When a doctor does a D&C to find out why a woman is having symptoms, he or she might do another test called a hysteroscopy at the same time. During a hysteroscopy, a doctor puts a small camera inside the uterus to look for problems that could be causing the symptoms. If a woman has a growth in her uterus, a doctor might do a procedure during the D&C to remove it.
When a doctor does a D&C to treat a problem or condition, he or she will remove everything inside the uterus. He or she might also scrape away some of the lining of the uterus.
After a D&C, your doctor or nurse will watch you for a while to make sure you don’t have any problems. This might take up to a few hours. When you are able to go home from the hospital, someone else should drive you.
Your doctor or nurse will tell you when you can do your usual activities again. He or she will also tell you when you can have sex and put things, such as tampons, in your vagina.
Most women get their monthly period within 4 to 6 weeks after a D&C.
The most common side effects are mild cramping and slight bleeding from the vagina (called spotting). These can last for a few days. If you have pain, you can take a pain-reliever.
Other side effects are not as common but can occur after a D&C. These include:
Should I call my doctor or nurse? — Call your doctor or nurse if you have any of the following problems after your D&C:
This is a very low-risk procedure because it’s minimally invasive. However, any surgical procedure has some potential dangers. These may include:
These may be a sign of damage to your uterus or cervix:
Go to your doctor or an emergency room immediately if you experience any of these symptoms.
It’s common to feel tired and experience light cramps for a day or two after the procedure. You’ll remain in the facility a short time for observation. You won’t be able to drive immediately after the procedure. Arrange for a friend or family member to take you home.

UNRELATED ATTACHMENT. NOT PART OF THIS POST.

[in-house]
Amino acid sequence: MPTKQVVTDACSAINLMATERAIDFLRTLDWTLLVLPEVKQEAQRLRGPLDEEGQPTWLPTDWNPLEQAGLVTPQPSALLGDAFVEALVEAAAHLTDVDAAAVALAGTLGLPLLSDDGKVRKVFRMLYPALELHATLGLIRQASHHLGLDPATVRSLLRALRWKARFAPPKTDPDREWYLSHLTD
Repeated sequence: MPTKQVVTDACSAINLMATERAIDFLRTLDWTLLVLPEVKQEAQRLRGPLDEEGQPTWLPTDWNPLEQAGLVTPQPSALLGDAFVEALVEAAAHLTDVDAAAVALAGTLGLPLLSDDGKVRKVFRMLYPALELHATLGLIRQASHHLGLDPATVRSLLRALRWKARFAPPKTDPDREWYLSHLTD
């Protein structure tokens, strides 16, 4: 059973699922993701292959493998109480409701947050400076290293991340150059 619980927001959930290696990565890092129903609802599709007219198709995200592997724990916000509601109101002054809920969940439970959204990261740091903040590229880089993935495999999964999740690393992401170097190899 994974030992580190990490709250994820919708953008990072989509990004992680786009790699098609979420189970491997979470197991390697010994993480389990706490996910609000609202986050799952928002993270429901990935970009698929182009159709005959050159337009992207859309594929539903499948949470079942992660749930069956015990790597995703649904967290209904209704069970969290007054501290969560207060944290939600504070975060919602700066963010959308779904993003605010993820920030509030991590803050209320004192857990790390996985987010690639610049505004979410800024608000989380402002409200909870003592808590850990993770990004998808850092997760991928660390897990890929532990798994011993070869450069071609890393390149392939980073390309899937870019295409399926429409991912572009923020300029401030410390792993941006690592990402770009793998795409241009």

Light bleeding is common after a D and C, so you’ll probably want to wear a menstrual pad. Don’t use a tampon because it could cause an infection. You may notice cramping for a few days. If your doctor doesn’t prescribe pain medication, ask them which over-the-counter brand will best help with your discomfort.
Even if it’s uncomfortable, get up and move around as soon as possible. This will keep your muscles strong and help prevent blood clots from forming in your legs.
You should be able to resume most of your routine within a day or two after the procedure. However, your doctor will ask you to refrain from taking a bath, douching, or having intercourse for at least three days and possibly longer.
If your doctor removes potentially cancerous tumors or materials, you’ll get a report from your doctor’s office on the laboratory findings. If the results are benign (noncancerous), you may not need a follow-up. If the results show cancerous or precancerous cells, your doctor will probably refer you to a specialist to talk about your next steps.